impermanent, that is dukkha. What is dukkha, that is void of the self.> All
                  three characteristics are often taken together. The development of insight
                  in stages leads to their direct realization.
                  We need not fall over the term characteristics, because when nama and rupa
                  are directly experienced we do not need such words. Then we shall understand
                  what a characteristic is. Now we just repeat the word.
                  When reflecting I came across some helpful posts of Jon I quote now:
                  Jon:
                  <I think it's important to appreciate that 'not-self', like
                  impermanence and unsatisfactoriness, is a *characteristic* of
                  paramattha dhammas. The significance of saying that something is a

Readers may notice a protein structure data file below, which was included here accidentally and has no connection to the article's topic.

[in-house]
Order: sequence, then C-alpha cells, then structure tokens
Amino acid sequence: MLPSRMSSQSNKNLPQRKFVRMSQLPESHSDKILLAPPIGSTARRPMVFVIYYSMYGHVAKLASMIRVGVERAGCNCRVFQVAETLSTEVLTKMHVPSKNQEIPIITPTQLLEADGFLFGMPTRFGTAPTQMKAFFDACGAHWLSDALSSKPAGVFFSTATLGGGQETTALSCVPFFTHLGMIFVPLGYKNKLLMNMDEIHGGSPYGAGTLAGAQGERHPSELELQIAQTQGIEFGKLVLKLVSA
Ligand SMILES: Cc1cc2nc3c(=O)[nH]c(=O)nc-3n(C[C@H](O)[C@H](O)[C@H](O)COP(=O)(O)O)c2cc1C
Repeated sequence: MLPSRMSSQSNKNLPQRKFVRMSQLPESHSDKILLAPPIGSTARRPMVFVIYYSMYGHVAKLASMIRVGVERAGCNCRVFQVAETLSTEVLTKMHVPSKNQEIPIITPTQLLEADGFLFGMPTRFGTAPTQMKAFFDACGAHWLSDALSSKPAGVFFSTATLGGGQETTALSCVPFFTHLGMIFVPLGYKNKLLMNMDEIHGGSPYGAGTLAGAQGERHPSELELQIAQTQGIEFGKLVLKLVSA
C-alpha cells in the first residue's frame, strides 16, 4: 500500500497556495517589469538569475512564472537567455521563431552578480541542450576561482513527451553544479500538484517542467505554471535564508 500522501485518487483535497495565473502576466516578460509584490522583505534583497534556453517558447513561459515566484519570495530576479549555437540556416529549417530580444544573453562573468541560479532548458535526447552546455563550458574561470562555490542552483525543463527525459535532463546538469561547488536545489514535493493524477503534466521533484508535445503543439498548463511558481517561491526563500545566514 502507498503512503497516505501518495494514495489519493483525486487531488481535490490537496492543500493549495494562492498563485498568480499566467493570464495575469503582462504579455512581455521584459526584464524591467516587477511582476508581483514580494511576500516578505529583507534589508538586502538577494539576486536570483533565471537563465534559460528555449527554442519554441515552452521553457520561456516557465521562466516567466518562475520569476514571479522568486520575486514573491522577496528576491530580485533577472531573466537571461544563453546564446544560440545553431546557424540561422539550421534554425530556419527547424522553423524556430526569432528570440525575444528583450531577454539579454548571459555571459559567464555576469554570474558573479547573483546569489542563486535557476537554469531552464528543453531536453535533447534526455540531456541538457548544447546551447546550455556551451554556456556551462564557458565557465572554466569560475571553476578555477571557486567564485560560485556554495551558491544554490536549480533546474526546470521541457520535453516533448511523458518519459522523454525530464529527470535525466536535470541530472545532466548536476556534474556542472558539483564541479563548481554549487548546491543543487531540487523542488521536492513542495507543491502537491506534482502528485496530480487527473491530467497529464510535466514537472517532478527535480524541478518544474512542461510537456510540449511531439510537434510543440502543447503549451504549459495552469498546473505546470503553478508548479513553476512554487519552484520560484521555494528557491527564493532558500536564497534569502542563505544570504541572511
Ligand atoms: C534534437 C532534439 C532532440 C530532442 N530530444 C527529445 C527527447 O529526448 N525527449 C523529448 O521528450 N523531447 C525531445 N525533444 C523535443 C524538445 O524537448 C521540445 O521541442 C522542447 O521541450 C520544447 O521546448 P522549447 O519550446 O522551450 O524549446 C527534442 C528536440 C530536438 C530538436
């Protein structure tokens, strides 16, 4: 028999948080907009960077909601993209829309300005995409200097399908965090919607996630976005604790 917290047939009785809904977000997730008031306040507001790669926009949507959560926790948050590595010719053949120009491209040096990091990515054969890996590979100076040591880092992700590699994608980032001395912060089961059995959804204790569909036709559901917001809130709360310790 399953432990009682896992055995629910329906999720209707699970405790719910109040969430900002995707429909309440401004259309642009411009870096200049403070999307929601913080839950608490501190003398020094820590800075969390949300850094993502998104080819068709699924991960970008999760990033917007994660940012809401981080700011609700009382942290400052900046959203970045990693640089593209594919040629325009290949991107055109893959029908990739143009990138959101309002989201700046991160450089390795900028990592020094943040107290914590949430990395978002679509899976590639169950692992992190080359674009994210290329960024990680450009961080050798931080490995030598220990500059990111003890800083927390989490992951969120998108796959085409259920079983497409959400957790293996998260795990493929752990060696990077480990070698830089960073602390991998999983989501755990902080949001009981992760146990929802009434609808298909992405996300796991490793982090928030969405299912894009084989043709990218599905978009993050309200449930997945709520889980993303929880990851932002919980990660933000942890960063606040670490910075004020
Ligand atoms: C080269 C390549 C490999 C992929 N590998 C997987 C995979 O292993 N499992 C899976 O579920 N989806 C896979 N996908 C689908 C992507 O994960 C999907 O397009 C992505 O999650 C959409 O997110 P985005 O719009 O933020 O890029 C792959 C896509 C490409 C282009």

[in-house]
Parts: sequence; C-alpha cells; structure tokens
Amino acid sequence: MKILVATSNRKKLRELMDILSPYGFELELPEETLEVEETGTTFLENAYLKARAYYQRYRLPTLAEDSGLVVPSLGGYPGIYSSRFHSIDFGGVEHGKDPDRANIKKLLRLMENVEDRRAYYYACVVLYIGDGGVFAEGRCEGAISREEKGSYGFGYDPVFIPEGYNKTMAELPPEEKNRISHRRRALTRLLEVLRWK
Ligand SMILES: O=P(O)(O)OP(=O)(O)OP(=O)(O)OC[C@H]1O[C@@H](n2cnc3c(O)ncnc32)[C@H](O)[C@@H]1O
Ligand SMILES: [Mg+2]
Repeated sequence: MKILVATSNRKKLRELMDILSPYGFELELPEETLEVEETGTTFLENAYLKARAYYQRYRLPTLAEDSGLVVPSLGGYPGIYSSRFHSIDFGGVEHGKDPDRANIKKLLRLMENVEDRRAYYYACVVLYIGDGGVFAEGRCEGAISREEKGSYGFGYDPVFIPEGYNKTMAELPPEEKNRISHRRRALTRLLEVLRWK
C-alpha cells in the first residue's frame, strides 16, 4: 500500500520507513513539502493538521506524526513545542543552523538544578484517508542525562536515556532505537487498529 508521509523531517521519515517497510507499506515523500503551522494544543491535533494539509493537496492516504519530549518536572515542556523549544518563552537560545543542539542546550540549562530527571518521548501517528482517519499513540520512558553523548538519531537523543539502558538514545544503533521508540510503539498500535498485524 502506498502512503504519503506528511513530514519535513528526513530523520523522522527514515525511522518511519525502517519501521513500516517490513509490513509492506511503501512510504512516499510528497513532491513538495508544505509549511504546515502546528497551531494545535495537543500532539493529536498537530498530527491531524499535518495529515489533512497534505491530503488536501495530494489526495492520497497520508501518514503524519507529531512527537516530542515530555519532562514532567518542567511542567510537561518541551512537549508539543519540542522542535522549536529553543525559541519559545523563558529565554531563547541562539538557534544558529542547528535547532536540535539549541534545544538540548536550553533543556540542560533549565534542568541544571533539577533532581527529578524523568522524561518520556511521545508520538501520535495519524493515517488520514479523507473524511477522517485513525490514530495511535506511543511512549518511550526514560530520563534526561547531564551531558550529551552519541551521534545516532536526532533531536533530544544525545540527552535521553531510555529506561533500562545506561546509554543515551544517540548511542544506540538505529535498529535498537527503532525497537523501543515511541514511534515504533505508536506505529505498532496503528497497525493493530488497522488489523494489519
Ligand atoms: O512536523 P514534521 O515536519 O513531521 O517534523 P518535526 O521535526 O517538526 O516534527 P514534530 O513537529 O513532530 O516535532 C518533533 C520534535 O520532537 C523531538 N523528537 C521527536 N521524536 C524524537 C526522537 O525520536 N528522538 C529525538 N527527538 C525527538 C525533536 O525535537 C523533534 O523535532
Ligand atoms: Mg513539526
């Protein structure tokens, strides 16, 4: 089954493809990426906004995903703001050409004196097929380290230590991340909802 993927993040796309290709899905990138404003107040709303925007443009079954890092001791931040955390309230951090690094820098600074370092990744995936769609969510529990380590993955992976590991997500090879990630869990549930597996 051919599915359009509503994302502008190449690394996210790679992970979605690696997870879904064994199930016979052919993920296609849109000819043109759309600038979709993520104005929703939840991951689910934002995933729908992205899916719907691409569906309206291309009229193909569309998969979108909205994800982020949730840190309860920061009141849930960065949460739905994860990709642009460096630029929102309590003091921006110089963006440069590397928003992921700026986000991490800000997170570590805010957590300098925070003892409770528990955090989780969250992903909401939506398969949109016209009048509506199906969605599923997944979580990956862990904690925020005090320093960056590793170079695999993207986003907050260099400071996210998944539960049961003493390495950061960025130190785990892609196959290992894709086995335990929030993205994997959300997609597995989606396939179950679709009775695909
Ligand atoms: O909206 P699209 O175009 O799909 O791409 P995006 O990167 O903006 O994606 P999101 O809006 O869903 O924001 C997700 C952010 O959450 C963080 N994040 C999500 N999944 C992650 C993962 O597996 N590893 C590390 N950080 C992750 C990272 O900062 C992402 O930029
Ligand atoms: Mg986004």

characteristic of paramattha dhammas is that as paramattha dhammas
                  gradually become better known to understanding, their characteristics
                  also gradually become more apparent. The more understanding there is
                  of paramattha dhammas, the more one understands about the
                  characteristics of anicca/dukkha/anatta.
                  ........
                  The Buddha gave at least 2 elaborations of the meaning of 'not-self'.
                  One is to the effect of 'not subject to mastery', the other,
                  'lacking in an abiding soul or essence'. These are presumably
                  different ways of saying the same thing. (Interestingly, it seems
                  that for most listeners to the Buddha's sermons no such elaboration
                  was necessary; the meaning of 'not-self' was readily apparent from
                  the fact that the dhammas were already seen to be impermanent and
                  unsatisfactory. I think those listeners must have had a highly
                  developed understanding of paramattha dhammas already).> end quote.
                  (Next time more about conditions, I will be busy.)
                  Nina.